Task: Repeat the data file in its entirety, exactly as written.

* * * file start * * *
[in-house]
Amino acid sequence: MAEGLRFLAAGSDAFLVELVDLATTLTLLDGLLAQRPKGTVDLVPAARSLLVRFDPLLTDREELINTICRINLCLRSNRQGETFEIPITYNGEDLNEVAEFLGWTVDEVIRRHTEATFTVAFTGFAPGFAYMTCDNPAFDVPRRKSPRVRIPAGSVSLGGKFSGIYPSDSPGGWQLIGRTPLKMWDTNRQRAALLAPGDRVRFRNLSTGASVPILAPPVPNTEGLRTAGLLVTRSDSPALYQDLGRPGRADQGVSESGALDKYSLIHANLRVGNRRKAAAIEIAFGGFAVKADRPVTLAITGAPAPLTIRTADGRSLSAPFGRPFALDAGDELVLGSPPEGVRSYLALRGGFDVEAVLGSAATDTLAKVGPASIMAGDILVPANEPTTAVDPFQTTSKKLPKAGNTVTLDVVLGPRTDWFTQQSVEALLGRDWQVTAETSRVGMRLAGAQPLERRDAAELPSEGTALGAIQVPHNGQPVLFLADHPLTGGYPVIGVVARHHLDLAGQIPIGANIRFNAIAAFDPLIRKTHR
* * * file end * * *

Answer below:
[in-house]
Amino acid sequence: MAEGLRFLAAGSDAFLVELVDLATTLTLLDGLLAQRPKGTVDLVPAARSLLVRFDPLLTDREELINTICRINLCLRSNRQGETFEIPITYNGEDLNEVAEFLGWTVDEVIRRHTEATFTVAFTGFAPGFAYMTCDNPAFDVPRRKSPRVRIPAGSVSLGGKFSGIYPSDSPGGWQLIGRTPLKMWDTNRQRAALLAPGDRVRFRNLSTGASVPILAPPVPNTEGLRTAGLLVTRSDSPALYQDLGRPGRADQGVSESGALDKYSLIHANLRVGNRRKAAAIEIAFGGFAVKADRPVTLAITGAPAPLTIRTADGRSLSAPFGRPFALDAGDELVLGSPPEGVRSYLALRGGFDVEAVLGSAATDTLAKVGPASIMAGDILVPANEPTTAVDPFQTTSKKLPKAGNTVTLDVVLGPRTDWFTQQSVEALLGRDWQVTAETSRVGMRLAGAQPLERRDAAELPSEGTALGAIQVPHNGQPVLFLADHPLTGGYPVIGVVARHHLDLAGQIPIGANIRFNAIAAFDPLIRKTHR